Stopping us from offering it to the many musicians who want it and at the same time forcing us to either create a new application or raise the price of our initial one to make up for development costs is just not helping anyone.

Synthtopia: Thanks for taking the time to share your thoughts, Sebastian!

Sebastian Dittmann: Thanks for offering a way to express my views on this matter.

21 thoughts on “What Apple Should Do To Fix The App Approval Process And Why It Matters

  1. Devs are free to do as they please in terms of upgrades or whatever – as long as they play by the rules.

    But charging extra for full CoreMIDI functionality – something that, at this point, should be a basic part of all music apps, is just SICK and WRONG.

    We're at a point when MIDI implementation is sketchy at best. Only a handful of devs have truly gotten it right, or have recently taken steps like adding MIDI thru to their apps so that they can function like any piece of external MIDI based gear. Then we've got an overall WRETCHED state of MIDI connectivity. Devs are finally adding clock sync, but sync via wifi is utterly unreliable. Sync via the CCK and a USB to MIDI cable is also all over the place; with many cables like the M-Audio UNO not able to receive clock. Same goes with the Line6 MM – very sketchy results at best. In fact, it's so bad that it's hard to even pinpoint where a MIDI problem lies – is it the app? Is it the hardware? Is it both?

    And now we've got a dev who wants to charge extra for something that may or may not work – depending on the luck of the draw in terms of what the user has?

    omfg.

  2. And yes. I see the irony in saying that something that may or may not work should be a basic part of music apps.

    Grr.

  3. I believe it’s fair to charge for extra features that allow a user to PRODUCE and oppose to just PLAY. Especially with the cost of the applications. If a user wishes to just download apps like disposable toys, he can have a price for that, but if a user wishes to further his creative process and production, that should be at whatever price the developer sees fit.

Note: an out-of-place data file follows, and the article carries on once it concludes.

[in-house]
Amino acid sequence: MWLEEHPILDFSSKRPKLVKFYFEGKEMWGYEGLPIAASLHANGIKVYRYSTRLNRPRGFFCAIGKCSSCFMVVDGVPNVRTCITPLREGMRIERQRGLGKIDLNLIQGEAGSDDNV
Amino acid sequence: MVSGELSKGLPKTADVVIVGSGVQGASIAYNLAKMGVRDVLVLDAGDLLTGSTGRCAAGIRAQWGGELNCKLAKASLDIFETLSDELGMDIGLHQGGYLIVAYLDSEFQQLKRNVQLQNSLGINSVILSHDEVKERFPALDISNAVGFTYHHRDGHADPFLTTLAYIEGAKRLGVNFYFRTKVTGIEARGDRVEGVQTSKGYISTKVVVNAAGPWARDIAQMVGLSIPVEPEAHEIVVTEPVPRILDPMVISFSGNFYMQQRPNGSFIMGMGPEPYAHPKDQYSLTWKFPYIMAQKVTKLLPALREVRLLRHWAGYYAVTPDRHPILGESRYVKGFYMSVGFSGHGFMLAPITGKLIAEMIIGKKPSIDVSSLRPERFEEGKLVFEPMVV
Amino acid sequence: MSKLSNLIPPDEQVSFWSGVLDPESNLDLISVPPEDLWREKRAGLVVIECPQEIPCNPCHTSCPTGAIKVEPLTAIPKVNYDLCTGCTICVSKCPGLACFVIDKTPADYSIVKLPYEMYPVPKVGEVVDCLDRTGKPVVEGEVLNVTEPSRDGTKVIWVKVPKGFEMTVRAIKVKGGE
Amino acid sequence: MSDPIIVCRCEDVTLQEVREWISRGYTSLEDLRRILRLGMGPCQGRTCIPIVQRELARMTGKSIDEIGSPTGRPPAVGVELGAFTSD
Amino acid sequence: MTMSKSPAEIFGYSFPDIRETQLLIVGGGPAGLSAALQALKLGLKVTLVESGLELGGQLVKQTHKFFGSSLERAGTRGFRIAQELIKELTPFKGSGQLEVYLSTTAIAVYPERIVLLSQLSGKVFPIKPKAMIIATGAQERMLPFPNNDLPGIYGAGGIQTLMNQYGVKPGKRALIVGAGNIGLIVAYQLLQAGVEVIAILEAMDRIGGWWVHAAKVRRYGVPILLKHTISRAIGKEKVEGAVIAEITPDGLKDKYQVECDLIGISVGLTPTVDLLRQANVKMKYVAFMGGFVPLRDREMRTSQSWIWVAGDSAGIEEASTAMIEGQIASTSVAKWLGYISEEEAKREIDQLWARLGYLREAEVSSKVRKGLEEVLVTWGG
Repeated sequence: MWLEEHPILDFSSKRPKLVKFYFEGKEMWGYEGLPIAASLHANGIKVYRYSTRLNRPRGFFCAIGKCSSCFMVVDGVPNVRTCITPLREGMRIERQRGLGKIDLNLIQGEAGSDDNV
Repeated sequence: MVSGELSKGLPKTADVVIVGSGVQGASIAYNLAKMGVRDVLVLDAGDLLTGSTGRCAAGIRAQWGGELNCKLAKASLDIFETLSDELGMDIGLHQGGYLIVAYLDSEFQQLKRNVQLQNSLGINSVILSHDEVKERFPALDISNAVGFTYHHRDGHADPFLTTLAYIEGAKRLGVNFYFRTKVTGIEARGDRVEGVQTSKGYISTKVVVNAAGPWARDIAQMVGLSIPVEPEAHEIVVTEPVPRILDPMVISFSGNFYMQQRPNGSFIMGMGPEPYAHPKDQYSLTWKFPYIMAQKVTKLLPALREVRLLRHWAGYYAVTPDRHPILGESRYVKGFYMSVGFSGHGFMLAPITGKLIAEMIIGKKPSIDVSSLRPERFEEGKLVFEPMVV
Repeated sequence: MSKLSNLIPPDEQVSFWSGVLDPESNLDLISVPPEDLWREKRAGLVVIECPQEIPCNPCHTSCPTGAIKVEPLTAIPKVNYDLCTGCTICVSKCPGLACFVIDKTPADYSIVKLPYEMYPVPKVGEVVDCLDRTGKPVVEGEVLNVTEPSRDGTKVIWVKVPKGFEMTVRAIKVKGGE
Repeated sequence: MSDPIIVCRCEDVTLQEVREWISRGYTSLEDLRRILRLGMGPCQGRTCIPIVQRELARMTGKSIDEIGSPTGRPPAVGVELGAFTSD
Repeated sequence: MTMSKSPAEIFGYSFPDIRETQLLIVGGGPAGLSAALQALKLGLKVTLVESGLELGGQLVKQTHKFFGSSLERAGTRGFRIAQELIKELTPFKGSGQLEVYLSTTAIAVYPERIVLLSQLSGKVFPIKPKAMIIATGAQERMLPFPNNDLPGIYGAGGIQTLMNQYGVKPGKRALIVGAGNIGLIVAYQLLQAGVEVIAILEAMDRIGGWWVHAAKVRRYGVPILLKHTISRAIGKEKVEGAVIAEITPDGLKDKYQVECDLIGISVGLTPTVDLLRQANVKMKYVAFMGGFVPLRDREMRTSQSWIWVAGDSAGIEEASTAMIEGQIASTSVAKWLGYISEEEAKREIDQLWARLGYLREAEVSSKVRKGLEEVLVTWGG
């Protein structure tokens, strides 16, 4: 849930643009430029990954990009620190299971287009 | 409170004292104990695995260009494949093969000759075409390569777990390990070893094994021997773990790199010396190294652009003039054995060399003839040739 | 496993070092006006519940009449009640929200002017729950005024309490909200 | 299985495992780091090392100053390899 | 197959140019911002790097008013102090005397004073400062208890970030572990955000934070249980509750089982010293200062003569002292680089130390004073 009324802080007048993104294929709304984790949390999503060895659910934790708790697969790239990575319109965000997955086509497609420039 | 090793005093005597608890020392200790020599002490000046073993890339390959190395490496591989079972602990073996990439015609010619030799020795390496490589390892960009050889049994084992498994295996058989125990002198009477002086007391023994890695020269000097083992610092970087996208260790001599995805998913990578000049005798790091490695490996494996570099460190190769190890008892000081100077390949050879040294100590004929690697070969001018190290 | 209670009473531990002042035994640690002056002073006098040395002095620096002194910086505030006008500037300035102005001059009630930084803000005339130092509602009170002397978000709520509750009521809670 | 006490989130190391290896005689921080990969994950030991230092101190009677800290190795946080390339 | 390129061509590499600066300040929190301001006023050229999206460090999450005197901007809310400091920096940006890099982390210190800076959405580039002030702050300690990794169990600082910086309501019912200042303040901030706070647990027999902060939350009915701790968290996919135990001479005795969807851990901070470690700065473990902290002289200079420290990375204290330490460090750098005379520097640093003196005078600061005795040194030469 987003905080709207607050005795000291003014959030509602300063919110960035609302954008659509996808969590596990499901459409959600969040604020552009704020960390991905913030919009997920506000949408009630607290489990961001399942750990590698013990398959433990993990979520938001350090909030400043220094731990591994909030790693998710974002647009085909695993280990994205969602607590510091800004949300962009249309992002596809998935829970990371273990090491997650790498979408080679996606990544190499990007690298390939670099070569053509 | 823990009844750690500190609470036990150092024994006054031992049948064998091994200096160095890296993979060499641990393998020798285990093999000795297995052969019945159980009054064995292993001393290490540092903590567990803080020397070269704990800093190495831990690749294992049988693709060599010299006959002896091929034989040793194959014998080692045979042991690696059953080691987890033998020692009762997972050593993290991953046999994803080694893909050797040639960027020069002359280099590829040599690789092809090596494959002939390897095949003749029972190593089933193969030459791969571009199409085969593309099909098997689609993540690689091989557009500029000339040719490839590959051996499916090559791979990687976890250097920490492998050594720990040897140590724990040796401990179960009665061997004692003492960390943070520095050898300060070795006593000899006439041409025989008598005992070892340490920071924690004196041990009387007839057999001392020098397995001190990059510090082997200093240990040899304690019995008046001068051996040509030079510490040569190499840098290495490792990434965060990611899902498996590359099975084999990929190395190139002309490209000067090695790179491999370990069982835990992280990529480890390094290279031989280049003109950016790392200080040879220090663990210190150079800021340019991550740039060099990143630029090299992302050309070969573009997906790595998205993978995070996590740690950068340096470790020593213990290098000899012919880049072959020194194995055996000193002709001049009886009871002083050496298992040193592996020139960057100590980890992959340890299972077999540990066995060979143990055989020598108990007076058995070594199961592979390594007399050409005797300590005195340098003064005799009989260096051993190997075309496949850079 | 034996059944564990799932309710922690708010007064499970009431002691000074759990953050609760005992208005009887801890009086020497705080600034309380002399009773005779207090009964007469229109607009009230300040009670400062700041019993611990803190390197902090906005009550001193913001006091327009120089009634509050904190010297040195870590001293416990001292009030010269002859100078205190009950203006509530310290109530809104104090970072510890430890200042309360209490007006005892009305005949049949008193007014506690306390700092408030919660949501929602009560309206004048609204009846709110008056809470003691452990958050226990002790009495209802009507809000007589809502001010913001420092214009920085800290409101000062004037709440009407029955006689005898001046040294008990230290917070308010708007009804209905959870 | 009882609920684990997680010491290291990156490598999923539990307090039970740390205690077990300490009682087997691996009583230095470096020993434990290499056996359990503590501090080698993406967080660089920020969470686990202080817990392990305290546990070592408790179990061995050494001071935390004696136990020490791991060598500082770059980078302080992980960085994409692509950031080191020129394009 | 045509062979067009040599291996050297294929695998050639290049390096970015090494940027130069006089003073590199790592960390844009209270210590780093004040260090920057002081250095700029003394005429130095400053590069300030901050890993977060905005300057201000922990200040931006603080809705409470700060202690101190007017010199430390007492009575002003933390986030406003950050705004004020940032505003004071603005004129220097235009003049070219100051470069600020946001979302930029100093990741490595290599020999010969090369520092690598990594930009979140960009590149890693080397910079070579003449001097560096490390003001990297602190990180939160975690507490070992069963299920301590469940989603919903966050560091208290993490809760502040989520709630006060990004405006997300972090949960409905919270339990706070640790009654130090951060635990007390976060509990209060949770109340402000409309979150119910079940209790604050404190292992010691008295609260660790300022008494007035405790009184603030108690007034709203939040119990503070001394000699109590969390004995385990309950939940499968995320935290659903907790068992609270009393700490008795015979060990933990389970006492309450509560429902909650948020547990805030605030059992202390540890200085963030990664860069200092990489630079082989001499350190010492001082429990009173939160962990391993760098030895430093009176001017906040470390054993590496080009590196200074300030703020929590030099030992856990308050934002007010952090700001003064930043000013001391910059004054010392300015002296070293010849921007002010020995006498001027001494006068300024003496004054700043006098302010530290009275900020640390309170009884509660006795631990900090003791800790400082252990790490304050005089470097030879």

Anyways – the apple store is rubbish and I wish developers would stop crowding it as this is furthering the monopoly apple is setting up for distribution. LARGE multitouch, pressure sensitive, penabled LCD monitors are a gigabytes throw from being commonplace and will settle the hype of the ipad.

    TL;DR : fuck apple

    1. Multi-touch monitors won't change things by themselves. Operating systems and applications will have to be updated to support multi-touch, which is a huge undertaking.

      I'd like to see more free apps that offer basic functionality, but then have more advanced features available for $5-10. Like a drum machine – offer it for free or cheap, and then have the hip-hop library or the techno library be $5 in app purchases.

      I'd be more likely to try something out and then pay if I liked it.

    2. Wow, you really don't get it, do you? Most people love the iPad for it's portability and amazing computability for its size.

      What you are talking about is completely different. Not relevant whatsoever.

  4. Your approach is so black and white, Sebastian. All in-app upgrades are not equal. Selling core functionality is completely different than selling extra features, or additional functionality. If you had included basic midi support and then added bells and whistle midi support as an in-app add on, I bet you would have passed without incident. But the way you are approaching this, it's like selling a car but then expecting the user to pay extra for the steering wheel. Sure, charge for electric windows or a fancy stereo, but not the basics. Midi input is without a doubt, one of the basics, regardless of what you think it costs to produce.

    You also have so many options available to you for how to work within this restriction, but instead of taking opportunities you are just whining about Apple and creating a lot of bad impressions among potential and future customers. That's going to hurt your bottom line more than the rejection did!

  5. FWIW, I'm totally with you on that Fairlight app! Seems like paying a premium price to throw away decades of user interface improvements! LOL

  6. i think its hilarious for all these apple obsessed robots to cry about all inclusive feature support, considering how much of a ripoff apple hardware is to begin with, before you even think about the hundreds of extra dollars for applecare…

    this app is THREE FUCKING DOLLARS.. THREE! how much is it going to hurt you to pay TWO MORE???

    but then again youd expect this kind of whiny shit from spoiled little rich kids